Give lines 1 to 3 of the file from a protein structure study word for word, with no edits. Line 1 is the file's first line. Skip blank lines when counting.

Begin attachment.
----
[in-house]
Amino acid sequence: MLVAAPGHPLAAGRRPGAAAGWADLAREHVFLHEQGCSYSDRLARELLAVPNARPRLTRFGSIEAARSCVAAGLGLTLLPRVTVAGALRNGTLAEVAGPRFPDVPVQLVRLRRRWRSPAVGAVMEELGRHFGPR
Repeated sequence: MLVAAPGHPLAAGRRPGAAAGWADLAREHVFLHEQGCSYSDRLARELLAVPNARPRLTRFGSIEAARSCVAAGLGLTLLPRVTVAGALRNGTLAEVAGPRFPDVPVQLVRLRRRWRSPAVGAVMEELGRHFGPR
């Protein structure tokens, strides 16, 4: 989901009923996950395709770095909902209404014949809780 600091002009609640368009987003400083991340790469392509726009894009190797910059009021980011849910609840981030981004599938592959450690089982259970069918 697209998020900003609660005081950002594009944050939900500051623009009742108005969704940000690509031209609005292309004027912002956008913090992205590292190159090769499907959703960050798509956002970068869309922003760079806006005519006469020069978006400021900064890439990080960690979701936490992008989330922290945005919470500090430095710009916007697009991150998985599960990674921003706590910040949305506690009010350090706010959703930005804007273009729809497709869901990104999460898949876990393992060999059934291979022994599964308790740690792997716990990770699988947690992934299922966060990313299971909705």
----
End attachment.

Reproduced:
[in-house]
Amino acid sequence: MLVAAPGHPLAAGRRPGAAAGWADLAREHVFLHEQGCSYSDRLARELLAVPNARPRLTRFGSIEAARSCVAAGLGLTLLPRVTVAGALRNGTLAEVAGPRFPDVPVQLVRLRRRWRSPAVGAVMEELGRHFGPR
Repeated sequence: MLVAAPGHPLAAGRRPGAAAGWADLAREHVFLHEQGCSYSDRLARELLAVPNARPRLTRFGSIEAARSCVAAGLGLTLLPRVTVAGALRNGTLAEVAGPRFPDVPVQLVRLRRRWRSPAVGAVMEELGRHFGPR